Old ink stick

Eastern painters and calligraphers used to store ink sticks. The reason to do so is to giving the glue in the ink stick the time to cure - the longer it is stored, the better the quality it will be. The ink ground from a new stick is gluey and tends to produce uneven tonal work on silk or rice paper support, while that from an old one, in which the stickiness of the glue is reduced by the cure, produces even graduation of shade.

This custom eventually turned into a hobby, making ink sticks a collectable craft. To feed collector's taste, all major ink shops strove for exquisite designs, especially since the 17th century when Chinese ink-making reached its perfection. These fancy inksticks were expensive, 20 tael fine silver for half kilogram in comparison with 1.5 tael in ordinary one. However, they were greatly appreciated by both collectors and consumers. Today's antique ink sticks are mostly from this period. The older ones are rare.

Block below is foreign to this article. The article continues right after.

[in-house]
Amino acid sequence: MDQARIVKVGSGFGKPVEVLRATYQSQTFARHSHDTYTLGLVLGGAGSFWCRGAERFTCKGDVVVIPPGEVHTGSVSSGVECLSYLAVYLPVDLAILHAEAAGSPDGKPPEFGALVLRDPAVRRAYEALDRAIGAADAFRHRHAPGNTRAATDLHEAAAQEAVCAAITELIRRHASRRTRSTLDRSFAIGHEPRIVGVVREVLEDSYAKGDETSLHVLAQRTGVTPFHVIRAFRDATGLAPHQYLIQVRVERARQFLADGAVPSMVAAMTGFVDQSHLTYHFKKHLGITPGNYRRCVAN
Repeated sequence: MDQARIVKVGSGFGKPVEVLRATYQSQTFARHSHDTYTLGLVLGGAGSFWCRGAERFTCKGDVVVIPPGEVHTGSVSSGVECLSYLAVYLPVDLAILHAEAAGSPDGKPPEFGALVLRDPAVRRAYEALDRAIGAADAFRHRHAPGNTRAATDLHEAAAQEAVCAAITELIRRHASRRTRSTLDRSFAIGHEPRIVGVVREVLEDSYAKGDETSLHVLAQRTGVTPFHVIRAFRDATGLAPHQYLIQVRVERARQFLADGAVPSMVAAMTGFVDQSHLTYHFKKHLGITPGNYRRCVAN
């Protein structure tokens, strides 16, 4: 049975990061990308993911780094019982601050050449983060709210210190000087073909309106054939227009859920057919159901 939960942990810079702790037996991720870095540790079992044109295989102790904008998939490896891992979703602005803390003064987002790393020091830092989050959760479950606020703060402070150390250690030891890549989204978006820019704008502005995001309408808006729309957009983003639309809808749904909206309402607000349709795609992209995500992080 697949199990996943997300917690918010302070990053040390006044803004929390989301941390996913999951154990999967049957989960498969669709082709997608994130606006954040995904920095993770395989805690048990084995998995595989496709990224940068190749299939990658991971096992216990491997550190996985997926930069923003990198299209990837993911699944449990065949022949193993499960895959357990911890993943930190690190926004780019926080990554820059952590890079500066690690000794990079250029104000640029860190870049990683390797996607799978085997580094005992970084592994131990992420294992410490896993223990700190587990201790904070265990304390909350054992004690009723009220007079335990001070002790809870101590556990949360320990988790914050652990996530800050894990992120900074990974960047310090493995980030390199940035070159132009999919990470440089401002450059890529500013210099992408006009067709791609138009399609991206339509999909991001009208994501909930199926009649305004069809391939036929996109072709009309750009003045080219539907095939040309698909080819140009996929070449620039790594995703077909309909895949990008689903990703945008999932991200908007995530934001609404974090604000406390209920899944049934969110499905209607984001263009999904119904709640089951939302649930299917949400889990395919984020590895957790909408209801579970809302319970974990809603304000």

The aging of an ink stick can be told by wrinkles on its body. The longer it has been stored, the rougher the texture appears. The tips below is how an antique is judged.

  1. The appearance.   A high-quality ink stick should give purplish luster. Greyish luster indicates that it is a low-grade.
  2. The sound.   Knock its body. If it is a high-grade, as made from oil-soot, the knocking will produce a clear metallic sound. If it sounds muffled, it is likely a low-grade.
  3. Smell.   A high-grade ink stick gives a faint fragrance which indicates its costly additives. If any rutty smell is sensed, it is likely made from carbon black.

Ink stick

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